Carolyn Justice, a former North Carolina House Representative from Pender County, has been elected as the new vice chairwoman for the state’s Republican Party.
Justice said during a Feb. 24 interview the committee that elected her included the chairs, vice chairs and members of county Republican parties in all 100 counties throughout North Carolina, which she said totaled about 620 people.
“This is not like winning a race in the area where you live, and people have known you for years,” Justice said. “I can’t possibly know all those people, and they can’t possibly know me, so this was a little more difficult. … But I am surely delighted and excited about the opportunity.”
Justice served 10 years in the General Assembly, where she worked on legislation to reduce taxes for small businesses, environmental issues and increasing transparency for nonprofits receiving public funding. One of her proudest achievements, she added, was her work passing legislation requiring voters to furnish photo identification at the polls.
“I know a lot of folks disagree with that, but I think it was a great thing to have done for North Carolina,” she said. “Every person that goes into the polls knows that their vote is secure and no one else can take their vote away from them.”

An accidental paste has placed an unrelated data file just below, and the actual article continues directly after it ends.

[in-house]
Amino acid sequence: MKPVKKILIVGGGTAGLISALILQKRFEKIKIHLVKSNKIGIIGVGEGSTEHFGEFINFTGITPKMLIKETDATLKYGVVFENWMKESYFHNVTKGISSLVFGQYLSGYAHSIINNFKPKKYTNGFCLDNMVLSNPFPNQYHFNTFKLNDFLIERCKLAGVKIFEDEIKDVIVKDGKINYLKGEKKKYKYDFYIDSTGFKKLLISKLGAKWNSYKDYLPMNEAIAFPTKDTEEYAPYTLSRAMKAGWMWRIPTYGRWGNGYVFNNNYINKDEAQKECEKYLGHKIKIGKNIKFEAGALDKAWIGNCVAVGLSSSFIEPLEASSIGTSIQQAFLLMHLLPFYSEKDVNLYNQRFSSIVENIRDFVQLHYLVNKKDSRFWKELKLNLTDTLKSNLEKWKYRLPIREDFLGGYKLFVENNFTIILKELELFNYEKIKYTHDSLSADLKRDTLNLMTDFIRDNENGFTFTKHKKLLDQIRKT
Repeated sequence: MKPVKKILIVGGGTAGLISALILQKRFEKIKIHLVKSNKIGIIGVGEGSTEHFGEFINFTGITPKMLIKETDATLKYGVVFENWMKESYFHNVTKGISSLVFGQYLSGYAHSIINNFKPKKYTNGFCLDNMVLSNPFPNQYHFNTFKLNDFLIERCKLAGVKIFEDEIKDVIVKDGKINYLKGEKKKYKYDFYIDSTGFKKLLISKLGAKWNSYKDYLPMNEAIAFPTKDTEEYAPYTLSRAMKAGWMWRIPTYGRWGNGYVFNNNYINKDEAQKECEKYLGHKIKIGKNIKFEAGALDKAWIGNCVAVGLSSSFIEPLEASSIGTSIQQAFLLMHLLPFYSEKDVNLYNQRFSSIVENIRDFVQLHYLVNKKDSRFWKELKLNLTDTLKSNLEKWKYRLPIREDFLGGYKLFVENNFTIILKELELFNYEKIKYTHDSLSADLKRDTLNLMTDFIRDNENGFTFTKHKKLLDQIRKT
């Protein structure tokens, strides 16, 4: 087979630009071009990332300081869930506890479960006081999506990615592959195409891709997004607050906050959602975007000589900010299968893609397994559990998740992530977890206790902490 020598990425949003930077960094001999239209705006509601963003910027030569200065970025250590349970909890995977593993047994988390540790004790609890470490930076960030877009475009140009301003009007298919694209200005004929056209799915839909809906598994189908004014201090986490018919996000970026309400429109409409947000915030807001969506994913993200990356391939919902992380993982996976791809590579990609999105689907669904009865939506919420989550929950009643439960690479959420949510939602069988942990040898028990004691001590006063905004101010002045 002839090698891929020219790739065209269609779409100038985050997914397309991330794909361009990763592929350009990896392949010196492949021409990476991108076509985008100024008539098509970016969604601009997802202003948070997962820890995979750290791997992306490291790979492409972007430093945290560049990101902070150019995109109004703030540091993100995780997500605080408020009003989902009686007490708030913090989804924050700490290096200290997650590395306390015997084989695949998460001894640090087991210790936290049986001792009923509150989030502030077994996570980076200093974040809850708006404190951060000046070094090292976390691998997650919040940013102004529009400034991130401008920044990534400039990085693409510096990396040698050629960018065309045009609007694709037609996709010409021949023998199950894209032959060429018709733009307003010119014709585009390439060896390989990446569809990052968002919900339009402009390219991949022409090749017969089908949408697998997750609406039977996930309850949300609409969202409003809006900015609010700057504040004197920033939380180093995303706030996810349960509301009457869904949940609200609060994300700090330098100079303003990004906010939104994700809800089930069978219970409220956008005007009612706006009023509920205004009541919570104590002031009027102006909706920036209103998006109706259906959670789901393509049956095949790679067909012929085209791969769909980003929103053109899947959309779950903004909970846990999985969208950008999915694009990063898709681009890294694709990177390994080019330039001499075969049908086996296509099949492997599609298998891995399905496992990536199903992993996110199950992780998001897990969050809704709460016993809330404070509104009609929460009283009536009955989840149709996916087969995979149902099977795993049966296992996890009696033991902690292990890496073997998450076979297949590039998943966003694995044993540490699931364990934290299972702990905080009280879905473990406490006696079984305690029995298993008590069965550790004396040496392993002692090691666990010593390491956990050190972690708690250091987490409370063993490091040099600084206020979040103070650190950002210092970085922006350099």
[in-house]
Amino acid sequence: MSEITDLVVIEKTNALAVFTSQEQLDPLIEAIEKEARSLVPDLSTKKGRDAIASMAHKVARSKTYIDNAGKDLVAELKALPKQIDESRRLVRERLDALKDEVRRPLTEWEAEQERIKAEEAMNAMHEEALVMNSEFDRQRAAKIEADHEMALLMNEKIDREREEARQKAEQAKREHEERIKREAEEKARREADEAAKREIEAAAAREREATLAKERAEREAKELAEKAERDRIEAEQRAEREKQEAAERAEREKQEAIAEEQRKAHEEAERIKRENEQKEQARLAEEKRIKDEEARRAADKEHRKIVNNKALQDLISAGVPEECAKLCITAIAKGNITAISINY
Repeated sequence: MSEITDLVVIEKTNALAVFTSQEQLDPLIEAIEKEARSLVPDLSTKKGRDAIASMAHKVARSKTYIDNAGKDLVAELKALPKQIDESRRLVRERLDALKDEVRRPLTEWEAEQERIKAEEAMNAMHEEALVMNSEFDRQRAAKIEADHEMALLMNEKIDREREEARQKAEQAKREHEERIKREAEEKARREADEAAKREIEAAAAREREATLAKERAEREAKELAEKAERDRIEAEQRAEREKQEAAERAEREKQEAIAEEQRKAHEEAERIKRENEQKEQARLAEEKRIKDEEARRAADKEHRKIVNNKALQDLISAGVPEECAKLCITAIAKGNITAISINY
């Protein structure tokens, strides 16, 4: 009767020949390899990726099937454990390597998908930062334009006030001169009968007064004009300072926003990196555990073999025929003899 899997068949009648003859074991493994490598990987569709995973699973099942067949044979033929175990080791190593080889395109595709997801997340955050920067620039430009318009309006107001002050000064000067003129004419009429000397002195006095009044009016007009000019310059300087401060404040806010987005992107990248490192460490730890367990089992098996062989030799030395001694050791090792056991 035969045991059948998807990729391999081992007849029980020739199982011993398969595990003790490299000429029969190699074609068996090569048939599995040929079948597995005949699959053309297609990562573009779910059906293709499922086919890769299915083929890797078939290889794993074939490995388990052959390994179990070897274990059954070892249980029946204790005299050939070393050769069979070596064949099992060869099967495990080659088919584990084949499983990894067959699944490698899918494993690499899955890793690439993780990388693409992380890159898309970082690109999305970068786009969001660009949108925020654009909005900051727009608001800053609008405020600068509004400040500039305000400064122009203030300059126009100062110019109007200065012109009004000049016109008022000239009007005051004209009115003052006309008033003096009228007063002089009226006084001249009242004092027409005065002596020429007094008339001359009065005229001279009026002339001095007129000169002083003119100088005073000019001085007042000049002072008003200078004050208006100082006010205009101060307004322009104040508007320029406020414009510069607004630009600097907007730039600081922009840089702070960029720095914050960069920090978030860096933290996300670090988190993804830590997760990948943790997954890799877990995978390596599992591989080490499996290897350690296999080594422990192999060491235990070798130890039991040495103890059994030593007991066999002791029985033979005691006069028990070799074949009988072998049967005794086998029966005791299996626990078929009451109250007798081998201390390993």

Justice, who retired from public office in 2012, said her years in the House honed her ability to bring together people with differing opinions, which she considers her biggest asset for the state party.
“I’m a good facilitator. I think I know how to inspire people,” she said. “Within the Republican Party there are diverse attitudes — just by being a conservative you are an independent thinker — and so we can have strong opinions that differ with each other.”
After Republican gains in 2010 and 2012 at the state level, Justice said the big challenge this year is simply holding on to that momentum.
“I’m talking specifically about the U.S. Senate race, that we need to pull together if we hope to win that seat from [U.S. Sen.] Kay Hagan in November,” she said. “Our mission is getting people to the polls, so by using that race as a catalyst, then all the way down the ticket Republicans will benefit.”
Her new responsibilities as the state party’s vice chair will include helping the chairman reach out to the county-level parties in the state, ensuring they have the support they need, including candidate recruitment and using technology as a campaign tool.
She added it is not a paid position.
“That’s what you do for love of government,” she added, laughing.
One of her first projects will be helping to organize a candidates’ forum for the New Hanover County Republican candidates March 6, 6-8 p.m. at the New Hanover County Northeast Regional Library.